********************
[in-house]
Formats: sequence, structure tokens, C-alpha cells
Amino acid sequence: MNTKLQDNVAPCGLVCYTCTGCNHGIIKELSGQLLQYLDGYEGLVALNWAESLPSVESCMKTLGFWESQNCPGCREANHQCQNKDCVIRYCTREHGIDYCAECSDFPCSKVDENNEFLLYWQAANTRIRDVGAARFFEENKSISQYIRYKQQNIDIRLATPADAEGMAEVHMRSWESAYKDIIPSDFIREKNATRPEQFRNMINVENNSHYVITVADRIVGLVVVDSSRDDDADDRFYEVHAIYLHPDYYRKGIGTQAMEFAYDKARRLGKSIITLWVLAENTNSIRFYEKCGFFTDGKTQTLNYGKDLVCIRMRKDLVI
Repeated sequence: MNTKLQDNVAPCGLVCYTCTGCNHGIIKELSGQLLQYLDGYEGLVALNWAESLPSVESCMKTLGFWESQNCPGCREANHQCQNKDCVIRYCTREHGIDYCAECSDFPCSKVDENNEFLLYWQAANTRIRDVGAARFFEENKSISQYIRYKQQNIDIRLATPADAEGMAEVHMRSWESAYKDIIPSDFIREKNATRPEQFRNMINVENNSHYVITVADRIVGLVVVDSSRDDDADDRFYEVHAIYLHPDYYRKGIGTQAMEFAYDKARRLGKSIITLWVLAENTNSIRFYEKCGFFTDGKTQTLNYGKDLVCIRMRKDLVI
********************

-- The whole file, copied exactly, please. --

[in-house]
Formats: sequence, structure tokens, C-alpha cells
Amino acid sequence: MNTKLQDNVAPCGLVCYTCTGCNHGIIKELSGQLLQYLDGYEGLVALNWAESLPSVESCMKTLGFWESQNCPGCREANHQCQNKDCVIRYCTREHGIDYCAECSDFPCSKVDENNEFLLYWQAANTRIRDVGAARFFEENKSISQYIRYKQQNIDIRLATPADAEGMAEVHMRSWESAYKDIIPSDFIREKNATRPEQFRNMINVENNSHYVITVADRIVGLVVVDSSRDDDADDRFYEVHAIYLHPDYYRKGIGTQAMEFAYDKARRLGKSIITLWVLAENTNSIRFYEKCGFFTDGKTQTLNYGKDLVCIRMRKDLVI
Repeated sequence: MNTKLQDNVAPCGLVCYTCTGCNHGIIKELSGQLLQYLDGYEGLVALNWAESLPSVESCMKTLGFWESQNCPGCREANHQCQNKDCVIRYCTREHGIDYCAECSDFPCSKVDENNEFLLYWQAANTRIRDVGAARFFEENKSISQYIRYKQQNIDIRLATPADAEGMAEVHMRSWESAYKDIIPSDFIREKNATRPEQFRNMINVENNSHYVITVADRIVGLVVVDSSRDDDADDRFYEVHAIYLHPDYYRKGIGTQAMEFAYDKARRLGKSIITLWVLAENTNSIRFYEKCGFFTDGKTQTLNYGKDLVCIRMRKDLVI